Sex Work

Birgit Jürgenssen

Galerie Hubert Winter, S5

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Birgit Jürgenssen, Untitled (Self with Skull), 1979, SX70 Polaroid, 10,5 x 8,7 cm, Estate Birgit Jürgenssen. Courtesy of Galerie Hubert Winter, Vienna

Birgit Jürgenssen, Untitled (Self with Skull), 1979, SX70 Polaroid, 10,5 x 8,7 cm, Estate Birgit Jürgenssen. Courtesy of Galerie Hubert Winter, Vienna

Birgit Jürgenssen’s work is based on the emancipatory potential of Surrealism within the context of 1970s feminism. From the late 1960s onwards, she deconstructed stereotypes, investigating the female body and its metamorphosis between ambivalence, rebellion and submission. Her practice synthesized a wide range of impulses, generating a multi-layered oeuvre.

Galerie Hubert Winter presents a selection of works by Jürgenssen crossing different media and representing a critical inquiry of the female body – its physical and imaginary potential. Embracing and exceeding diverse elements from myth to fetishism and from individual to collective history, Jürgenssen employs disguise, visual distortion and iconographical and methaphoric details. In her works, the female body (recognizably the artist’s own body) mirrors itself within a system of reflections that evokes – in between appearance and disappearance, life and death – the generating power of the individual. Inventive, provocative, ironic and playful, Jürgenssen’s work confronts taboos relating to gender, sexuality and social structures.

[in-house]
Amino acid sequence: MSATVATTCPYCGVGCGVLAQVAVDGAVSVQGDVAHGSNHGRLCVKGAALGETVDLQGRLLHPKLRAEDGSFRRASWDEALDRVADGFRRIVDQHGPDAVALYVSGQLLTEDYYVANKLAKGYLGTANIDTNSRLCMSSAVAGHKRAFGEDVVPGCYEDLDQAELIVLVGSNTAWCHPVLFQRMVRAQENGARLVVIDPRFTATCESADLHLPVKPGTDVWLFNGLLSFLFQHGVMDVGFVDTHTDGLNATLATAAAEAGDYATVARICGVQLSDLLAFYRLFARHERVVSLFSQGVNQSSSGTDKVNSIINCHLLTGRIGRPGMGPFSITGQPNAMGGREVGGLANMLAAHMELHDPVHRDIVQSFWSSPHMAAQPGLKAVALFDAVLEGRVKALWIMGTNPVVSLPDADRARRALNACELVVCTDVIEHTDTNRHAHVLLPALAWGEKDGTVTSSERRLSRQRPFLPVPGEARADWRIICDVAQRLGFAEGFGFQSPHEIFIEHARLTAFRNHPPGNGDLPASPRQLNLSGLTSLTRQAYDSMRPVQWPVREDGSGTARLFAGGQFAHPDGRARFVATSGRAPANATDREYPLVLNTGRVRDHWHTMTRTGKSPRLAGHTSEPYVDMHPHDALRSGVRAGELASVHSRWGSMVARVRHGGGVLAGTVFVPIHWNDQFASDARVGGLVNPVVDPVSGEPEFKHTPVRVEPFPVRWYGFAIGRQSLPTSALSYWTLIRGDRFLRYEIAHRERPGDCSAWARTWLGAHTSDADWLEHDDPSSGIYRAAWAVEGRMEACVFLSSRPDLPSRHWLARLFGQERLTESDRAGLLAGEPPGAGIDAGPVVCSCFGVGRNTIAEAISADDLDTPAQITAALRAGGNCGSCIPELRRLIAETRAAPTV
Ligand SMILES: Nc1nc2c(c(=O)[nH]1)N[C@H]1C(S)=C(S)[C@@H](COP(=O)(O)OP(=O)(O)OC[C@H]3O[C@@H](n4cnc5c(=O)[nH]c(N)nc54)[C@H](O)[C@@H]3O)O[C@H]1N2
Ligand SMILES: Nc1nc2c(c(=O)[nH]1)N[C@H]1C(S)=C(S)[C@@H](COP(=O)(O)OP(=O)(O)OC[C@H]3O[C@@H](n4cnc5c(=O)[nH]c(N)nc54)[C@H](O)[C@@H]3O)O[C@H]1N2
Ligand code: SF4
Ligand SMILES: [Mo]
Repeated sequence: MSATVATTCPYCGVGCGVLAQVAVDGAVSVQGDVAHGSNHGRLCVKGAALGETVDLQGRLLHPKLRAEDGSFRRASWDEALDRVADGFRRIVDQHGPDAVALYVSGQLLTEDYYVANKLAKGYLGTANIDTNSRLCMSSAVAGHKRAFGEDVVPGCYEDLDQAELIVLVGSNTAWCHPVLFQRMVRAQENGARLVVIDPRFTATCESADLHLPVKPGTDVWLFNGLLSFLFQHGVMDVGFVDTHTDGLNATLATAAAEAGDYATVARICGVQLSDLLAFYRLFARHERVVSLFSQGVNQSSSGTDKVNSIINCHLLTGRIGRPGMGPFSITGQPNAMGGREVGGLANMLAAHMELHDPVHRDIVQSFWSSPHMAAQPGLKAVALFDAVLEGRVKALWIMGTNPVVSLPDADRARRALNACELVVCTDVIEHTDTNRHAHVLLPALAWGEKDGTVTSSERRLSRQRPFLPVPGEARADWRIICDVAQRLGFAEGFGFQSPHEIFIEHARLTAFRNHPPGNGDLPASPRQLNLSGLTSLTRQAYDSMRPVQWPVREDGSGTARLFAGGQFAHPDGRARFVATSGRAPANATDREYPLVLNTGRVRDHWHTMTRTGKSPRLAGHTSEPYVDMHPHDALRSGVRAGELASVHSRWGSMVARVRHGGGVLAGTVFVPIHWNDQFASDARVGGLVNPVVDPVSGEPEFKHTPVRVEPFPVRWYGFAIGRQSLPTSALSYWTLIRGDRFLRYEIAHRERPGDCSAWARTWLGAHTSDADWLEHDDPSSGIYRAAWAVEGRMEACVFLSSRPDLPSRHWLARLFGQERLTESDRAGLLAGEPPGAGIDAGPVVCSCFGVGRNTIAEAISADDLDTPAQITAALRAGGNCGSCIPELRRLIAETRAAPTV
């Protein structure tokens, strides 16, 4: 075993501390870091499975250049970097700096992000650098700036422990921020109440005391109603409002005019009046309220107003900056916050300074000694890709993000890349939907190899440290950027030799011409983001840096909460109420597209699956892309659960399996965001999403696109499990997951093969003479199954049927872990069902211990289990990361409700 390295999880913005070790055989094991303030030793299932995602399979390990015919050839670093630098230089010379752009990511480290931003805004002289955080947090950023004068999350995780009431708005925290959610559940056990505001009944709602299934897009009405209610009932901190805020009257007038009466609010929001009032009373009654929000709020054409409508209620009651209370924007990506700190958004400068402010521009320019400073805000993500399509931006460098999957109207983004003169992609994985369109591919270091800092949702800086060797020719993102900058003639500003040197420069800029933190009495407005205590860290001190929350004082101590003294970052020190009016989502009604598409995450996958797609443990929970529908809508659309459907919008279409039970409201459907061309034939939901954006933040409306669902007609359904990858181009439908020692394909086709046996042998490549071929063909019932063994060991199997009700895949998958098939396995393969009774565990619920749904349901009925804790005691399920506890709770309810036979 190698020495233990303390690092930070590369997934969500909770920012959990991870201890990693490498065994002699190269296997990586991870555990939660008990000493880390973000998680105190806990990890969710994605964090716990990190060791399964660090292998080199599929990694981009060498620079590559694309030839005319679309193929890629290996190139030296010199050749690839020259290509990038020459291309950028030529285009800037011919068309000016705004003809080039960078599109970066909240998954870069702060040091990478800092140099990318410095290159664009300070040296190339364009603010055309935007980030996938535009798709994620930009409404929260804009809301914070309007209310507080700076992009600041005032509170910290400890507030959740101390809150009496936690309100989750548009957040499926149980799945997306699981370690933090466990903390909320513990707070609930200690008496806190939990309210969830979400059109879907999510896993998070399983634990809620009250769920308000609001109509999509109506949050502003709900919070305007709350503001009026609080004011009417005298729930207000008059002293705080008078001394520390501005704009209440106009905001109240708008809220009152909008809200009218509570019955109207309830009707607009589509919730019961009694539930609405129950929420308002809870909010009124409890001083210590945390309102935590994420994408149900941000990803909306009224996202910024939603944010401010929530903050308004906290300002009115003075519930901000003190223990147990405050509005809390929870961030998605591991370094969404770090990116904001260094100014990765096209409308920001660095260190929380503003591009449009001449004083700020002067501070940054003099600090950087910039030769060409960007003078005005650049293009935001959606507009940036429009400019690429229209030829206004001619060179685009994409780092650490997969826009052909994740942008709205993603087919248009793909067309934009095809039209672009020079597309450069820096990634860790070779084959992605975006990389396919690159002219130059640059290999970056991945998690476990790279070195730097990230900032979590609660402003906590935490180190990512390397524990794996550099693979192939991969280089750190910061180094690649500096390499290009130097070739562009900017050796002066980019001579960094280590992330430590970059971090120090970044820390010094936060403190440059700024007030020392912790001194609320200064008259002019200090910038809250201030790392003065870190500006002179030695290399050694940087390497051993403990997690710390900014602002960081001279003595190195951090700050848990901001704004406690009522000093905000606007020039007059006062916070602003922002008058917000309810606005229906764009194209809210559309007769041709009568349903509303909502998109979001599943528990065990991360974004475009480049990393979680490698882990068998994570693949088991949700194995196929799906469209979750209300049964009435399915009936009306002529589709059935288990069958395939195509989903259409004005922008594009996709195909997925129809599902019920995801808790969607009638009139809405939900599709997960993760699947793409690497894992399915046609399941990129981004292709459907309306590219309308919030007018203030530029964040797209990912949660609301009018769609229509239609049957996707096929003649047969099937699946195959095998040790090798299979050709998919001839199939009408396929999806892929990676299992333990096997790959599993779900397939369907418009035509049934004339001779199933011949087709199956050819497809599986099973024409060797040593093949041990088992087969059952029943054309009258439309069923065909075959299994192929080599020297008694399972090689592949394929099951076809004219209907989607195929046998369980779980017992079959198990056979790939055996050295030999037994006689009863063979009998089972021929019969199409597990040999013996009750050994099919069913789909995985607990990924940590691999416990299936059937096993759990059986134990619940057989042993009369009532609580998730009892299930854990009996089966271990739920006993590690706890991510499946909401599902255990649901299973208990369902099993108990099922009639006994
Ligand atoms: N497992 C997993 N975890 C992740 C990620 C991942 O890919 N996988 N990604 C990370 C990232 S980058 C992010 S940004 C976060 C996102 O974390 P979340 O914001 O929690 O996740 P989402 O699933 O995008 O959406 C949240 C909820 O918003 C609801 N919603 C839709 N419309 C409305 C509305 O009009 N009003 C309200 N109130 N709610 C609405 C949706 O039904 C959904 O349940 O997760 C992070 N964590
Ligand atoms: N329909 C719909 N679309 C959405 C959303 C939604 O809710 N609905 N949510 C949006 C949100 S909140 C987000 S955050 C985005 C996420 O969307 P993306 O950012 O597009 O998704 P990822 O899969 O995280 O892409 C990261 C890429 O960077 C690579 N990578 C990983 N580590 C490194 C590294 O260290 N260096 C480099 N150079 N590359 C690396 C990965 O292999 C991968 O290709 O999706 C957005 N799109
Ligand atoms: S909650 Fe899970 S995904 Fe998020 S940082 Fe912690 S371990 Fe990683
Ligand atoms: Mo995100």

Birgit Jürgenssen (Born 1949, Vienna; died 2003, Vienna) Birgit Jürgenssen began her artistic career in 1968 studying at the University of Applied Arts, Vienna, where, in 1980, she became a lecturer, preceding her 15-year-teaching at the Academy of Fine Arts, Vienna. Jürgenssen’s solo shows have included: ‘Birgit Jürgenssen Retrospective’, Bank Austria Art Forum, Vienna (2011); ‘footwear. Subversive Aspects of ‘Feminism’, MAK, Vienna (2004); ‘Früher oder später’, State Museum, Linz (1998), and ‘Lineaturen’, Albertina, Vienna (1978).  Jürgenssen’s work can be found in the collections of the Museum of Modern Art, New York; Tate Britain, London; Centre Pompidou, Paris; and MAK, Austrian Museum of Applied Arts, Vienna.